sbag is a Windows registry parser that targets the Shellbag subkeys to pull useful directory and file artifacts to help identify user activity. There are binaries available for Windows, Linux and Mac OS-X. The Windows version allows one to parse hives resident from a live system.
As background, the ShellBag information is a set of subkeys in a user registry hive (eg. ntuser.dat and usrclass.dat files) used by the Windows operating system to track user window viewing preferences. It does this by storing various Windows Explorer settings that relates to dimensions, settings, etc. This allows one to reopen the same folder at a later time with the settings from the previous time. Each user will have separate preferences for folders, and therefore, these settings are stored in the appropriate user hive.
Since the ShellBag subkeys store various metadata on how Windows Explorer items were arranged, and since they are recorded for each user, from a computer forensics standpoint, one can parse the data and pull out various pieces of information that relate to user interaction. When combined with other available computer artifacts, it could provide a more complete picture of what files were accessed or deleted by the user and from what storage device they were accessing (could be either an internal, external or network storage device). The ‘ShellNoRoam\BagXxx’ key(s) has data for local folders and the ‘Shell\BagXxx’ key(s) has data for the remote folders.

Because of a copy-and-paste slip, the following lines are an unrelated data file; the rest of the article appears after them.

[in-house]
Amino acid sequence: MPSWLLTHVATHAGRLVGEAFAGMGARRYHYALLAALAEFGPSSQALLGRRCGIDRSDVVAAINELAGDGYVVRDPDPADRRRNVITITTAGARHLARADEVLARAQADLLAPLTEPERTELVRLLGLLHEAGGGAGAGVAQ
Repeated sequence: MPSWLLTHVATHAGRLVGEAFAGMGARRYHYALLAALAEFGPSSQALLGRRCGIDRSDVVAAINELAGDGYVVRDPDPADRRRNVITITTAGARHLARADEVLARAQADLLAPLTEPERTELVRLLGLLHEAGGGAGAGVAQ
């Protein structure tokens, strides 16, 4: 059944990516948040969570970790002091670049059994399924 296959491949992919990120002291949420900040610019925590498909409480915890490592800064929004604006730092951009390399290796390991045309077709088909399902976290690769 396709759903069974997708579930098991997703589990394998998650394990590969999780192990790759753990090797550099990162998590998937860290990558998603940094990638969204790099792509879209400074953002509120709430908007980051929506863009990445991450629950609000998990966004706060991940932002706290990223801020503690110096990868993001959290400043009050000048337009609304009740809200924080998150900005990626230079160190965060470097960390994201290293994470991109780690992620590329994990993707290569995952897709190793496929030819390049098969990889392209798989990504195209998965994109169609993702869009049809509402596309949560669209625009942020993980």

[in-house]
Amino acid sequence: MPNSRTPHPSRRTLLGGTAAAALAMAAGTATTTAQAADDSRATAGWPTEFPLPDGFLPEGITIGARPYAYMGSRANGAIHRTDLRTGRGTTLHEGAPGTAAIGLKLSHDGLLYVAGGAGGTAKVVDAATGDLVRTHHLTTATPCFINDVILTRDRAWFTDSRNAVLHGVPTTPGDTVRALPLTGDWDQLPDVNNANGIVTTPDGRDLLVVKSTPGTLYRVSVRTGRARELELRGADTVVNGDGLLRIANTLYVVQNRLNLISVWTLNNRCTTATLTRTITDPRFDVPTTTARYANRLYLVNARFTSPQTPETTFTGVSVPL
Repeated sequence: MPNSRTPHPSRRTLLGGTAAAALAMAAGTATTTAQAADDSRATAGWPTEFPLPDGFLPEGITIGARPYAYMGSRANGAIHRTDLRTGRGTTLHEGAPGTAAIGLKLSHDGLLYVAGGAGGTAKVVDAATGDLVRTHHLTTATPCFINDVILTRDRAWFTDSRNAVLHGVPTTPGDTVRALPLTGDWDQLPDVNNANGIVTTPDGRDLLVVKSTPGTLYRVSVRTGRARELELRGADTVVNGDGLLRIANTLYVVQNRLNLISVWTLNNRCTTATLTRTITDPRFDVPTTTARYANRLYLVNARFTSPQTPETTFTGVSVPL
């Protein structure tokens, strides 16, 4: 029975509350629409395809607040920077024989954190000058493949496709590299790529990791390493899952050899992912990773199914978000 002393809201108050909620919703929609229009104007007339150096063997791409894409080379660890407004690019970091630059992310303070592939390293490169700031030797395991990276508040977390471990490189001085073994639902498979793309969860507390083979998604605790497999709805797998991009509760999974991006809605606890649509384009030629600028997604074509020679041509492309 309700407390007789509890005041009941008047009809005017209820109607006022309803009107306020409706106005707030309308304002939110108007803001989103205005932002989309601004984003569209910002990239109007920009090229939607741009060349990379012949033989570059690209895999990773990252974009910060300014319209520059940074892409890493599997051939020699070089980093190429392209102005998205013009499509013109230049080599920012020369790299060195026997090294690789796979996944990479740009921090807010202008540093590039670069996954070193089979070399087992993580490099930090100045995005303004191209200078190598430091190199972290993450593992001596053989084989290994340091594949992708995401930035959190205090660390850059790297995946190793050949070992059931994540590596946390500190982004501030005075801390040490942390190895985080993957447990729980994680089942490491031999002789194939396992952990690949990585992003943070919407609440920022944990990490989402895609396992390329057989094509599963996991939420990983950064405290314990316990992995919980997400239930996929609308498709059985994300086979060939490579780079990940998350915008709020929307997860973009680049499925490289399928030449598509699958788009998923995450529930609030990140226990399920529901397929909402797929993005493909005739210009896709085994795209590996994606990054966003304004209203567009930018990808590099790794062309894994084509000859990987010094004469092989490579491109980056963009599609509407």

The registry subkeys that sbag evaluates include the following::
- UsrClass.DAT\Local Settings\Software\Microsoft\Windows\Shell\BagMRU
- UsrClass.DAT\Local Settings\Software\Microsoft\Windows\Shell\Bags
- UsrClass.DAT\Local Settings\Software\Microsoft\Windows\ShellNoRoam\BagMRU
- UsrClass.DAT\Local Settings\Software\Microsoft\Windows\ShellNoRoam\Bags
On Vista and Windows 7, the UsrClass hive is new and is located in the C:\Users\<user>\AppData\Local\Microsoft\Windows directory.
How to use sbag
sbag is a console application, and thus, to use this tool on a live system, one will need to open the command prompt with administrator privileges first. One can display the menu options by typing in the executable name with no parameters. A screen shot of the menu is shown below.
While the menu shows a number of different options, the only required parameter to pass in is the user hive one wishes to extract shellbag artifacts from. The available options include: (a) annotating username and/or hostname to the output (version 0.23+), (b) specifying what type of format one wishes to put the output data in, (c) whether to extract data from cell slack space (version 0.24+), and (d) miscellaneous and date/time format options (version 0.29+).
The output options include: (a) the default output, where each record is on a separate line and each field is separated by the pipe character, (b) the SleuthKit body-file format and (c) the log2timeline CSV (comma separated value) format.